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ABSTRACT: There is a significant genetic contribution to allergic rhinitis (AR). Genetic association studies for AR have been performed, but varying results make it challenging to decipher the overall potential effect of specific variants. The Th2 pathway plays an important role in the immunological development of AR. We performed meta-analyses of genetic association studies of variants in Th2 pathway genes and AR. PubMed and Phenopedia were searched by double extraction for original studies on Th2 pathway-related genetic polymorphisms and their associations with AR. A meta-analysis was conducted on each genetic polymorphism with data meeting our predetermined selection criteria. Analyses were performed using both fixed and random effects models, with stratification by age group, ethnicity, and AR definition where appropriate. Heterogeneity and publication bias were assessed. Six independent studies analyzing three candidate polymorphisms and involving a total of 1596 cases and 2892 controls met our inclusion criteria. Overall, the A allele of IL13 single nucleotide polymorphism (SNP) rs20541 was associated with increased odds of AR (estimated OR=1.2; 95% CI 1.1-1.3, p-value 0.004 in fixed effects model, 95% CI 1.0-1.5, p-value 0.056 in random effects model). The A allele of rs20541 was associated with increased odds of AR in mixed age groups using both fixed effects and random effects modeling. IL13 SNP rs1800925 and IL4R SNP 1801275 did not demonstrate overall associations with AR. We conclude that there is evidence for an overall association between IL13 SNP rs20541 and increased risk of AR, especially in mixed-age populations.Pediatric Allergy and Immunology 02/2011; 22(4):378-87. · 3.38 Impact Factor
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ABSTRACT: Although the role of CD14 in recognizing Mycobacterium tuberculosis is well-understood, the possible role of polymorphisms in susceptibility to develop tuberculosis remains unclear. This study evaluates whether there is an association of polymorphisms within the promoter of the CD14 gene with susceptibility to pulmonary tuberculosis. In a case-control study, we genotyped the eight known single nucleotide polymorphisms SNPs within the promoter of the CD14 gene of 698 Han Chinese subjects. Statistically significant differences between tuberculosis patients and healthy controls were found for G-1619A, T-1359G, A-1145G, and C-159T. The haplotype-GGGT, composed of these four SNPs, exhibited a significant association with the disease. Furthermore, expression levels of soluble CD14 were significantly higher in tuberculosis patients with the GGGT haplotype than with other haplotypes, while IgE expression levels were significantly reduced. Our results suggest that these four SNPs within the promoter of the CD14 gene are associated with susceptibility to pulmonary tuberculosis.Tissue Antigens 09/2012; 80(5):437-43. · 2.93 Impact Factor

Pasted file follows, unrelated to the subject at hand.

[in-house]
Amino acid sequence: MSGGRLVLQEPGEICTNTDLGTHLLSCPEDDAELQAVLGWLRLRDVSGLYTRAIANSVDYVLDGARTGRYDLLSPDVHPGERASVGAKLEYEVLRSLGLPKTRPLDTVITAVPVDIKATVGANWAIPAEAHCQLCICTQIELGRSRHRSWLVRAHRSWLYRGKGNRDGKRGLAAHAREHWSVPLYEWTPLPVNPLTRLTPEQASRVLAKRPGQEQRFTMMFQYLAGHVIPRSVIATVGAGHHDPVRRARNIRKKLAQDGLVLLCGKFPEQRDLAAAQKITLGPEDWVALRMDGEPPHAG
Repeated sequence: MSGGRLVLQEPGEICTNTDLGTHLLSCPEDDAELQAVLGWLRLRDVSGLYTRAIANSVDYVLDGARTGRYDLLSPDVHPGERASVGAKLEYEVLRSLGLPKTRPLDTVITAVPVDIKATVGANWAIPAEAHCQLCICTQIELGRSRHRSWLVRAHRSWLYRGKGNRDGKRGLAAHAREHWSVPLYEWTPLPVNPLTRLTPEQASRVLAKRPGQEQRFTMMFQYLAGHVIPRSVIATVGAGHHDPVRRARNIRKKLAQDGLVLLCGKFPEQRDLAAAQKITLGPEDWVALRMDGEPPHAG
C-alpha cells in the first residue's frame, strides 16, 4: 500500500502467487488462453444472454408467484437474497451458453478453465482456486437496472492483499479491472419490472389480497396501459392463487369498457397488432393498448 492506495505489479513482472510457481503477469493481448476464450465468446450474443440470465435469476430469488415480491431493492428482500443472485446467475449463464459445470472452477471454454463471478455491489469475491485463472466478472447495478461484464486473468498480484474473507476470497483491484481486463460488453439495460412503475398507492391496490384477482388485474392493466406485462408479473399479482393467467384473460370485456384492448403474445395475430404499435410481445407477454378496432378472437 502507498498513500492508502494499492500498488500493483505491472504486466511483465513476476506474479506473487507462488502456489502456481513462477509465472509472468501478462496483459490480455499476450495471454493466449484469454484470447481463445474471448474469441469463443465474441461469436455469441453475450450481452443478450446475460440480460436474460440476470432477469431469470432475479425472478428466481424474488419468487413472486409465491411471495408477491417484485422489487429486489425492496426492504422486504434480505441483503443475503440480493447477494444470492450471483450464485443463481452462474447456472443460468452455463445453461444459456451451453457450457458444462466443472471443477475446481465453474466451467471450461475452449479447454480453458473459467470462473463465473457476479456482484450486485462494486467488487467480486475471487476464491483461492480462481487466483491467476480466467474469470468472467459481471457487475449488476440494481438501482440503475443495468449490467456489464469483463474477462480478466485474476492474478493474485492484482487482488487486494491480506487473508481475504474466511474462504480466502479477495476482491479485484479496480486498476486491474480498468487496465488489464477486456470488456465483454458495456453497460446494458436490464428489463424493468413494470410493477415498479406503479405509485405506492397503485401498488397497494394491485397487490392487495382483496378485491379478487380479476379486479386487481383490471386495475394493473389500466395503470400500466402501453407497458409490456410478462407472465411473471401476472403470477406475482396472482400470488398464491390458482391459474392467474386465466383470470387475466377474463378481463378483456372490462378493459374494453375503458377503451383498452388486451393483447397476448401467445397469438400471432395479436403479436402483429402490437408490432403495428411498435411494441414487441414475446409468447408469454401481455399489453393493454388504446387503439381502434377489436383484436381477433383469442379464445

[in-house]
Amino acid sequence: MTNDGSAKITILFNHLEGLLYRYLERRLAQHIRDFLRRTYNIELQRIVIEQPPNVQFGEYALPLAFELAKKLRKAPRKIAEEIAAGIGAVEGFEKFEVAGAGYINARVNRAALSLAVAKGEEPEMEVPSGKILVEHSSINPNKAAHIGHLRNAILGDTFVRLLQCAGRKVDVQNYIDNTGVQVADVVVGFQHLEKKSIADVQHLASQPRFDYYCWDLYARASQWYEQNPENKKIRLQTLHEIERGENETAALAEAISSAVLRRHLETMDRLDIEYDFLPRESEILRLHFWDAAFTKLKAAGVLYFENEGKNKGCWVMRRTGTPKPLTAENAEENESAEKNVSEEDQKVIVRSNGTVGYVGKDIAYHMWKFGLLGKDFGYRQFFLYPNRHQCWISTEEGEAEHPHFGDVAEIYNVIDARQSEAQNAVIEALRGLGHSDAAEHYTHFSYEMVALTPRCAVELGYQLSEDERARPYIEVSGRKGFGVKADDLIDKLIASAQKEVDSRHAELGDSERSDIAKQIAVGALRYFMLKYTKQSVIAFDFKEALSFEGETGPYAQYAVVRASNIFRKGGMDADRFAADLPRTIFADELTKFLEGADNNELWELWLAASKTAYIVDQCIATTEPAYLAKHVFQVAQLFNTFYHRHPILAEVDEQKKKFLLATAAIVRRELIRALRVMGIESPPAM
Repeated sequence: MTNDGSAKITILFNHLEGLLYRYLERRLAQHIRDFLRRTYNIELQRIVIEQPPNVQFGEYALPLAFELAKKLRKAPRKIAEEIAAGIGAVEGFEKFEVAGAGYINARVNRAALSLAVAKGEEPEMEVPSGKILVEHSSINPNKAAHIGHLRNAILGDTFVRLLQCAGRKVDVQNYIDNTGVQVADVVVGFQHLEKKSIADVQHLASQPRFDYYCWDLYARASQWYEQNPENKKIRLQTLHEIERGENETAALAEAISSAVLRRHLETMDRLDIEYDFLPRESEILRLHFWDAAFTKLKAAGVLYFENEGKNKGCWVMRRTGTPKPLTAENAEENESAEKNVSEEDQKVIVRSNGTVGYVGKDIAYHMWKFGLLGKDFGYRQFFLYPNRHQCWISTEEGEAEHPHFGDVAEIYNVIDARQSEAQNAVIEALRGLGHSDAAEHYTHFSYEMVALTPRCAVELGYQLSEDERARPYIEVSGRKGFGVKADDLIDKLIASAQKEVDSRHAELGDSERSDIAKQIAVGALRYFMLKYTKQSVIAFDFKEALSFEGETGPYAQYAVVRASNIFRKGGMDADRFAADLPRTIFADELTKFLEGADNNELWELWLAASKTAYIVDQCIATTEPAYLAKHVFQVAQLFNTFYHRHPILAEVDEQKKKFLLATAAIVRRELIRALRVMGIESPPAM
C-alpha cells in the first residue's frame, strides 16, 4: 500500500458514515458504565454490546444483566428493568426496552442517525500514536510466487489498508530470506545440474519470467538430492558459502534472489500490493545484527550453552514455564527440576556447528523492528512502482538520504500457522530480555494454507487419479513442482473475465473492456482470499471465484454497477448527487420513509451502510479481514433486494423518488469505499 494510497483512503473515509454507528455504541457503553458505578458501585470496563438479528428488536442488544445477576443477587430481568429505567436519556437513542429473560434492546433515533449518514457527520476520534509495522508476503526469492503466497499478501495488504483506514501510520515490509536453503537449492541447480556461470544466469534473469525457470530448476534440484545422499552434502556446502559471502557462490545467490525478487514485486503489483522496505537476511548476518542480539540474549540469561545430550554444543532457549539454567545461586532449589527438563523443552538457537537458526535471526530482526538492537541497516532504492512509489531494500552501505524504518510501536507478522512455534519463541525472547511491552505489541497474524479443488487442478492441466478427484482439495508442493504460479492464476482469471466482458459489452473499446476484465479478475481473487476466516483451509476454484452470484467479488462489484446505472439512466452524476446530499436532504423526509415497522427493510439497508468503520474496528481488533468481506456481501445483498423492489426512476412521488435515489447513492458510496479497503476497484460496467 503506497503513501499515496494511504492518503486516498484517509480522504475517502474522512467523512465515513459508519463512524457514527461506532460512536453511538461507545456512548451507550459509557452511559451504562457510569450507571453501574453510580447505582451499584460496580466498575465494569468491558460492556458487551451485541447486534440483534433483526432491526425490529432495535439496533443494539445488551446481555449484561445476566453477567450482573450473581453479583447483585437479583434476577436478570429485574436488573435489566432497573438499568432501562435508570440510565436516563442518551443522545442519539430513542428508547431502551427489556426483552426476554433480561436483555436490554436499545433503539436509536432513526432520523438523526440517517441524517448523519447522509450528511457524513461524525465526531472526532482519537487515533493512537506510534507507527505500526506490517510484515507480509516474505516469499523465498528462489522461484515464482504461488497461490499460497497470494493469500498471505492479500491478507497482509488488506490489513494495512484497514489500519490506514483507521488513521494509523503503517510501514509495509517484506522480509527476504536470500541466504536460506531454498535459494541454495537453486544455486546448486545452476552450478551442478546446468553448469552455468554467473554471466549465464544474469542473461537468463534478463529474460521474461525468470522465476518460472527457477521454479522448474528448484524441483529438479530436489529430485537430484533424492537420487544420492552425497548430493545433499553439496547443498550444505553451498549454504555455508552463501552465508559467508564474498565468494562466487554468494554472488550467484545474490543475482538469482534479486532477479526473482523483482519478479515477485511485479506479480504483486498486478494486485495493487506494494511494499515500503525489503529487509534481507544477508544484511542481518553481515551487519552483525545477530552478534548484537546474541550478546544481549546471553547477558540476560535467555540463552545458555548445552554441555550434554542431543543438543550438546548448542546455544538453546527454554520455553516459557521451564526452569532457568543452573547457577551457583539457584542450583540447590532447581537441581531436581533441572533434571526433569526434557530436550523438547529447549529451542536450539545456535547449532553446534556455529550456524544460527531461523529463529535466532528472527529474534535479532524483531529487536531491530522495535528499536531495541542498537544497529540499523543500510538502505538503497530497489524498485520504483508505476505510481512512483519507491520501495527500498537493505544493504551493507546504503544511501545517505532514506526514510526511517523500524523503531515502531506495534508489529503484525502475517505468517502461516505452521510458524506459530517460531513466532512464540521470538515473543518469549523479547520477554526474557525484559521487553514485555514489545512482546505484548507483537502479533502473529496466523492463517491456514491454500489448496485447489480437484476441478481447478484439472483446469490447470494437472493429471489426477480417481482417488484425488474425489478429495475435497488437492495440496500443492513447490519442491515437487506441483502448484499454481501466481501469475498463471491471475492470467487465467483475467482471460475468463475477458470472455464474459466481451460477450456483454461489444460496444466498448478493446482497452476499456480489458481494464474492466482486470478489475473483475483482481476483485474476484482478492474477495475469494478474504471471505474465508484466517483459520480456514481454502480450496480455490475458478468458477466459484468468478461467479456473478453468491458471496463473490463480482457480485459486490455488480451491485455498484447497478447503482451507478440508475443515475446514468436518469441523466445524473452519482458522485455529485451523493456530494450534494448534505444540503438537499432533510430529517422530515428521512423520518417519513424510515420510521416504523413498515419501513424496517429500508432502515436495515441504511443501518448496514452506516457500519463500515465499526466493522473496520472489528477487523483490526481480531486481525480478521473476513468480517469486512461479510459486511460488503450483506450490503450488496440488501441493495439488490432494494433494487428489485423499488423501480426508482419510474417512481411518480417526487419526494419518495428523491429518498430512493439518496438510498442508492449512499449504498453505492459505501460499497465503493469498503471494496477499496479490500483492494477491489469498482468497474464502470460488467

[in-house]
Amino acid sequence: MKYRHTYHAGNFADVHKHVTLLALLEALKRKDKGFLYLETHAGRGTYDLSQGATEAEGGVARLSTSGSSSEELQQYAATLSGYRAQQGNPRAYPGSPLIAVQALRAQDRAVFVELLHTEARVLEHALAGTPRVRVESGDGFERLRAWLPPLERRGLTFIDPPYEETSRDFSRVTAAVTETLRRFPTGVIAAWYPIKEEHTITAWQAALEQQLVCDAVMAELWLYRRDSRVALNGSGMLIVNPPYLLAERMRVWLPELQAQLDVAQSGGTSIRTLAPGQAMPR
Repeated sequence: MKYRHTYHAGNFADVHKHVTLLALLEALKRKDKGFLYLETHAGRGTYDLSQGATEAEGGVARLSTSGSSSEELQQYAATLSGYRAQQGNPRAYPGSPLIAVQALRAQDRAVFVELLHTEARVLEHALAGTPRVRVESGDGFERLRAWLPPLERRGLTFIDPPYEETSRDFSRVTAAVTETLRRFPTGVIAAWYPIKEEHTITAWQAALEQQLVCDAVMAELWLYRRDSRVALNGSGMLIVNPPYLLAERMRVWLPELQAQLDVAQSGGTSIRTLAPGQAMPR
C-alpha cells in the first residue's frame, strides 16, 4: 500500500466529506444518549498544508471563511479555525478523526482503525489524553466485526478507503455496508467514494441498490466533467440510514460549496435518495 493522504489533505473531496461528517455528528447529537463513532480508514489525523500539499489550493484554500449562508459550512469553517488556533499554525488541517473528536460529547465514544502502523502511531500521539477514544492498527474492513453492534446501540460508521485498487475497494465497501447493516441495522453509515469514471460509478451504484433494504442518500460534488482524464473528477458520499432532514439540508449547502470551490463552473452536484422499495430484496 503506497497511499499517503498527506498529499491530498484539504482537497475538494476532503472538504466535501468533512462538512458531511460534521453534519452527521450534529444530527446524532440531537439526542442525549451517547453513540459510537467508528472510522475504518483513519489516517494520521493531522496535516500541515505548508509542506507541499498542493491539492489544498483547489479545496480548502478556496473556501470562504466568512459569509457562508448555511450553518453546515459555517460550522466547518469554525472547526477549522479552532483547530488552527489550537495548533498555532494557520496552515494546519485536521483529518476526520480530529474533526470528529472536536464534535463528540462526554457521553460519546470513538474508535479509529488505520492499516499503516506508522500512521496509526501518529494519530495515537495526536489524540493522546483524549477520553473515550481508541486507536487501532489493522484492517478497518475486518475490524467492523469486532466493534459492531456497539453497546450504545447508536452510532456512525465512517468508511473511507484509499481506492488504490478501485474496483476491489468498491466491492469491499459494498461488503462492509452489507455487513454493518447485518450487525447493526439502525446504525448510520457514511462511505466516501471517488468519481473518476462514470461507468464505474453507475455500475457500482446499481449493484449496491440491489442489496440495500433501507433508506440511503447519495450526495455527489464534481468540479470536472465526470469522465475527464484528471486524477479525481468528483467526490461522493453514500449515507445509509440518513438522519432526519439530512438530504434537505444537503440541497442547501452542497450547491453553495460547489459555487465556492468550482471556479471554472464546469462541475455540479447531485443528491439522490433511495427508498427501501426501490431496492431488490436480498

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ABSTRACT: Cluster of differentiation 14 (CD14) gene is an important component of the human innate immune system and its role in tuberculosis (TB) has been sparsely documented. The enhanced plasma CD14 levels in TB patients as compared to healthy controls are associated with CD14 gene promoter (C-159T) polymorphism. In the past few years, the relationship between CD14 2159 C.T (rs2569190) polymorphism and risk of TB has been reported in various ethnic populations; however, those studies have yielded contradictory results. In this study systemic assessment was done for the published studies based on the association between CD14 2159 C.T polymorphism and TB risk retrieved from PubMed (Medline) and EMBASE search. A total number of 1389 TB cases and 1421 controls were included in this study and meta-analysis was performed to elucidate the association between CD14 2159 C.T polymorphism and its susceptibility towards TB. Pooled odds ratios (ORs) and 95% confidence intervals (95% CIs) were calculated for allele contrast, homozygous comparison, heterozygous comparison, dominant and recessive genetic model. It was found that T allele carrier was significantly associated with increased TB risk (T vs. C: p-value = 0.023; OR = 1.305, 95% CI = 1.038 to 1.640). Similarly, homozygous mutant TT genotype also revealed 1.6 fold increased risk of TB (TT vs. CC; p-value = 0.040; OR = 1.652, 95% CI = 1.023 to 2.667). Additionally, dominant genetic model demonstrated increased risk of developing TB (TT vs. CC+CT: p-value = 0.006; OR = 1.585, 95% CI = 1.142 to 2.201). The study demonstrates that CD14 gene (2159 C.T) polymorphism contributes increased susceptibility for TB. Moreover, this meta-analysis also suggests for future larger studies with stratified case control population and biological characterization for validation studies. Copyright: ß 2013 Areeshi et al. This is an open-access article distributed under the terms of the Creative Commons Attribution License, which permits unrestricted use, distribution, and reproduction in any medium, provided the original author and source are credited.PLoS ONE 05/2013; 8(5):e64747. · 3.73 Impact Factor